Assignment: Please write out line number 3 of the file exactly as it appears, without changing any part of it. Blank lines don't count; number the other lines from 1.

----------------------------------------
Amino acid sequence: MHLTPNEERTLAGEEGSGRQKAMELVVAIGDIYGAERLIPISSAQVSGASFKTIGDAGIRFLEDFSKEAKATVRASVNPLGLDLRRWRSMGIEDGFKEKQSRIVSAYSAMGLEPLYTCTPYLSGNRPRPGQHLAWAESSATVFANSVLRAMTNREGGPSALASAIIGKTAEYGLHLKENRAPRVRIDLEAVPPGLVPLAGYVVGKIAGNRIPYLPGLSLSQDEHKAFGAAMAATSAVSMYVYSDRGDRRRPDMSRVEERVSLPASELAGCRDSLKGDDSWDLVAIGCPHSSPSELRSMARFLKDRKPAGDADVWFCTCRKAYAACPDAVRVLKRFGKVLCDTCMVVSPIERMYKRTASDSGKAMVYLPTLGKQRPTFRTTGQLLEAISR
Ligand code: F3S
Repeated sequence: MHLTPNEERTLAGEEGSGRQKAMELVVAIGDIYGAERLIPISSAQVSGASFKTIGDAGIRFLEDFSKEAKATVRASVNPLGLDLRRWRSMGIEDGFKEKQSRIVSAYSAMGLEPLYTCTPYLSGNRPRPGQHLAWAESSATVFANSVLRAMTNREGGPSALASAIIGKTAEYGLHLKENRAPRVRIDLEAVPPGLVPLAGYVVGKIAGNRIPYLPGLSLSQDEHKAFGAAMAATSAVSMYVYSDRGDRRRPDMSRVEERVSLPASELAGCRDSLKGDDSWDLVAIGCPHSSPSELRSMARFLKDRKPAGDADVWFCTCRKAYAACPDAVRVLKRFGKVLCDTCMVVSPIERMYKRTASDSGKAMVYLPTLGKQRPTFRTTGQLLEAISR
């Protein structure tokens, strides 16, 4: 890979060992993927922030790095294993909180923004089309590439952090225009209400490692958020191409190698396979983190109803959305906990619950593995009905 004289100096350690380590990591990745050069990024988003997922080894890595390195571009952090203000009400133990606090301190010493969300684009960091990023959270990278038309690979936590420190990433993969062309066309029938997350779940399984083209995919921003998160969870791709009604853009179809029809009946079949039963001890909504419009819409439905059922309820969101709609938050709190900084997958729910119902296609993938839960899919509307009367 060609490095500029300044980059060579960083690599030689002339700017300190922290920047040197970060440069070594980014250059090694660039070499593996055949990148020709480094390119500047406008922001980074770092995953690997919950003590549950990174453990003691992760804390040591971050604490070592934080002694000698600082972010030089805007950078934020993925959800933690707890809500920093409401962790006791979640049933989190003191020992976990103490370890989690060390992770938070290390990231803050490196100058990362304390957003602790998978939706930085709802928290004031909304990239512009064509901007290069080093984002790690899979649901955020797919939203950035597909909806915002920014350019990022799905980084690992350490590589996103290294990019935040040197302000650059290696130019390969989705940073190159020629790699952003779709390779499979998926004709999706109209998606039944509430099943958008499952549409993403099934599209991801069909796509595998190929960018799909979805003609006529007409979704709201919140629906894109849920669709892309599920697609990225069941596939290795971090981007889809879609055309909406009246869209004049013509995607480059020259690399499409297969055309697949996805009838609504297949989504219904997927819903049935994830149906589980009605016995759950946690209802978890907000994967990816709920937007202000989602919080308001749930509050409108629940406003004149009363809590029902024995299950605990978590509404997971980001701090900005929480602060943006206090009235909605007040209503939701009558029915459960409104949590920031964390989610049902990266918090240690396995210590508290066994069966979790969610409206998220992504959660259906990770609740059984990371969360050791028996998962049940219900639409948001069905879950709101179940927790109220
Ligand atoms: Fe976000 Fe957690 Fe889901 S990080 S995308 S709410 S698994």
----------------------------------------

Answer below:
Repeated sequence: MHLTPNEERTLAGEEGSGRQKAMELVVAIGDIYGAERLIPISSAQVSGASFKTIGDAGIRFLEDFSKEAKATVRASVNPLGLDLRRWRSMGIEDGFKEKQSRIVSAYSAMGLEPLYTCTPYLSGNRPRPGQHLAWAESSATVFANSVLRAMTNREGGPSALASAIIGKTAEYGLHLKENRAPRVRIDLEAVPPGLVPLAGYVVGKIAGNRIPYLPGLSLSQDEHKAFGAAMAATSAVSMYVYSDRGDRRRPDMSRVEERVSLPASELAGCRDSLKGDDSWDLVAIGCPHSSPSELRSMARFLKDRKPAGDADVWFCTCRKAYAACPDAVRVLKRFGKVLCDTCMVVSPIERMYKRTASDSGKAMVYLPTLGKQRPTFRTTGQLLEAISR